Well, if you agree that the fence is bounded above and below by the two curves with the same shape (shifted by 27) then I think the area of this thing should be 27! It's the same as the area of a rectangle with height 27 because whatever you add below you take away above.

### Re: PR Exercise 24 pag 164

We can consider that a rectangle that is a bit bended. And the hieght is 27, but the base is not sqrt 2 and you need to calculate it.

But, to clarify this to you, I will change the example:

What if you have a fence of height 27 over the unit circle? What would be its area? Do you think that the area is 0?

What if you have the same but only from 0 to pi? Do you think that the area is now

(1-(-1)) x 27?

This instgeral is NOT path independent. You actually need to calculate it.

If you still don't see it, do a drawing and think of you fencing your yard. Forget about integrals, pretend you only attended the primary school. How would you alculate the amount of paint in gallons for this fence?

But, to clarify this to you, I will change the example:

What if you have a fence of height 27 over the unit circle? What would be its area? Do you think that the area is 0?

What if you have the same but only from 0 to pi? Do you think that the area is now

(1-(-1)) x 27?

This instgeral is NOT path independent. You actually need to calculate it.

If you still don't see it, do a drawing and think of you fencing your yard. Forget about integrals, pretend you only attended the primary school. How would you alculate the amount of paint in gallons for this fence?

### Re: PR Exercise 24 pag 164

OMG All this time I was confusing the "area of the fence" with the "area ENCLOSED by the fence"!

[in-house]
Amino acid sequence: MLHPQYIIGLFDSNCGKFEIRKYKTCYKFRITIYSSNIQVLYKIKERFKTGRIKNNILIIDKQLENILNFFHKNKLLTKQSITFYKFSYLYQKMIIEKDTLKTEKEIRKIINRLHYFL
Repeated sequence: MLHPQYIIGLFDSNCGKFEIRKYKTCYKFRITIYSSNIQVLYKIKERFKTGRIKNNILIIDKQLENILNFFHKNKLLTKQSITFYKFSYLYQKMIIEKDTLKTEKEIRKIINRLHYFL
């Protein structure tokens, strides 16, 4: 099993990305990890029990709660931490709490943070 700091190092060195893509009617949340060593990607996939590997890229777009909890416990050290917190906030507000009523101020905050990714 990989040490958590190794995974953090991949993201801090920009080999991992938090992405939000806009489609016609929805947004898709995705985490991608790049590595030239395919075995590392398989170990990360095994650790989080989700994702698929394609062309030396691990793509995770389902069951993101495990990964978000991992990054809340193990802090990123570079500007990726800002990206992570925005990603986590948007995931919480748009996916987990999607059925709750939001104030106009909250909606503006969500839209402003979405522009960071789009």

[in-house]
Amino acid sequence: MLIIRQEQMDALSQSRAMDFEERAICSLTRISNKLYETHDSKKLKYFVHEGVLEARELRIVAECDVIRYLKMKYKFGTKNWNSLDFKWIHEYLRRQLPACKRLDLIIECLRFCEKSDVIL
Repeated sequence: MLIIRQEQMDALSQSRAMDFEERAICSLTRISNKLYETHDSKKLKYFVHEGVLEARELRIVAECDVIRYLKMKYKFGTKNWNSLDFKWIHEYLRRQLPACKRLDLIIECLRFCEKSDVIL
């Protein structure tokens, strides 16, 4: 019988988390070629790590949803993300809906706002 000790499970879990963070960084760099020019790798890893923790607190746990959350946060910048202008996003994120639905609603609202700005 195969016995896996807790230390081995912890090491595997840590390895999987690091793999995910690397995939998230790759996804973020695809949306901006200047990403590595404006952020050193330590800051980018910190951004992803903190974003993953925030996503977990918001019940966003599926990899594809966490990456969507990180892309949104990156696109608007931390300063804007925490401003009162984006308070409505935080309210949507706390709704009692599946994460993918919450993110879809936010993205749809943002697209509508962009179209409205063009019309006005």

I thought there was a hypothetical garden enclosed by fences on x=0, x=1, y=x*sqrt(x), y=x*sqrt(x) +27.

Sorry I must have looked like a fool! Now it's completely obvious!

Thanks!

I thought there was a hypothetical garden enclosed by fences on x=0, x=1, y=x*sqrt(x), y=x*sqrt(x) +27.

Sorry I must have looked like a fool! Now it's completely obvious!

Thanks!

### Re: PR Exercise 24 pag 164

Oh wait! That's not even what I thought.

I actually thought the fence was lying flat on the x-y plane bounded by those four curves I mentioned! which brought me to calculate the area described above.

Thanks and sorry!

I actually thought the fence was lying flat on the x-y plane bounded by those four curves I mentioned! which brought me to calculate the area described above.

Thanks and sorry!

### Re: PR Exercise 24 pag 164

Don't be. This happens to me too at times.

Not sure how the fence is. It says a vertical fence and you didn't post equals to what. So, I think they mean z

Not sure how the fence is. It says a vertical fence and you didn't post equals to what. So, I think they mean z

Last edited by DDswife on Tue Sep 23, 2014 3:48 pm, edited 1 time in total.

### Re: PR Exercise 24 pag 164

Yeah it doesn't say equal z but you made me realise that the height should definitely be in the z direction.

However if the fence is flat on the x-y plane (i.e flat on the floor) then the area should definitely be 27 if the fence is bounded by the curves I wrote just now!

However if the fence is flat on the x-y plane (i.e flat on the floor) then the area should definitely be 27 if the fence is bounded by the curves I wrote just now!

### Re: PR Exercise 24 pag 164

I see now what you understood. And in this case you should be right.